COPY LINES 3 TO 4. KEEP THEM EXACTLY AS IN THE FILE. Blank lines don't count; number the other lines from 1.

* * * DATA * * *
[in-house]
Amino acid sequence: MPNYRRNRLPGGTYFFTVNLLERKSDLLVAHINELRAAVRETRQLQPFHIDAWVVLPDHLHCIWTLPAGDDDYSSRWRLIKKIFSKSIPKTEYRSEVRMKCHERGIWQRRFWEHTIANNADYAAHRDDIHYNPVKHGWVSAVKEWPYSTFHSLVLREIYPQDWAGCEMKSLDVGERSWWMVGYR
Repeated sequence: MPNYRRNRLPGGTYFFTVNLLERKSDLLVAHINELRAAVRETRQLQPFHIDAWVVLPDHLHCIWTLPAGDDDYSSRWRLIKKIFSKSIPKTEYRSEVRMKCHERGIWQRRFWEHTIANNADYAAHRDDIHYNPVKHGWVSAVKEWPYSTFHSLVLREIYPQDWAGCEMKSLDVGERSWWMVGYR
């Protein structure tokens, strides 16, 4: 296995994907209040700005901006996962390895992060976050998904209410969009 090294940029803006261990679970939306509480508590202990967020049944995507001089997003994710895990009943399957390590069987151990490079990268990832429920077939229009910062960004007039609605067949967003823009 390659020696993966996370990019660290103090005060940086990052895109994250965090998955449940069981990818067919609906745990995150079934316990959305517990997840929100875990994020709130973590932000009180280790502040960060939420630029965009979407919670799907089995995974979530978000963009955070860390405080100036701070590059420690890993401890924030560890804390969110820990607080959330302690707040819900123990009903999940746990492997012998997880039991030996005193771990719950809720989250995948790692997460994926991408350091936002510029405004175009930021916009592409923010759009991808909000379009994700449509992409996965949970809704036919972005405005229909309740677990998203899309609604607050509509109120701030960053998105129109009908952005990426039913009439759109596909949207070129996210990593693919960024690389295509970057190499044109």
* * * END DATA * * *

Repeated sequence: MPNYRRNRLPGGTYFFTVNLLERKSDLLVAHINELRAAVRETRQLQPFHIDAWVVLPDHLHCIWTLPAGDDDYSSRWRLIKKIFSKSIPKTEYRSEVRMKCHERGIWQRRFWEHTIANNADYAAHRDDIHYNPVKHGWVSAVKEWPYSTFHSLVLREIYPQDWAGCEMKSLDVGERSWWMVGYR
């Protein structure tokens, strides 16, 4: 296995994907209040700005901006996962390895992060976050998904209410969009 090294940029803006261990679970939306509480508590202990967020049944995507001089997003994710895990009943399957390590069987151990490079990268990832429920077939229009910062960004007039609605067949967003823009 390659020696993966996370990019660290103090005060940086990052895109994250965090998955449940069981990818067919609906745990995150079934316990959305517990997840929100875990994020709130973590932000009180280790502040960060939420630029965009979407919670799907089995995974979530978000963009955070860390405080100036701070590059420690890993401890924030560890804390969110820990607080959330302690707040819900123990009903999940746990492997012998997880039991030996005193771990719950809720989250995948790692997460994926991408350091936002510029405004175009930021916009592409923010759009991808909000379009994700449509992409996965949970809704036919972005405005229909309740677990998203899309609604607050509509109120701030960053998105129109009908952005990426039913009439759109596909949207070129996210990593693919960024690389295509970057190499044109």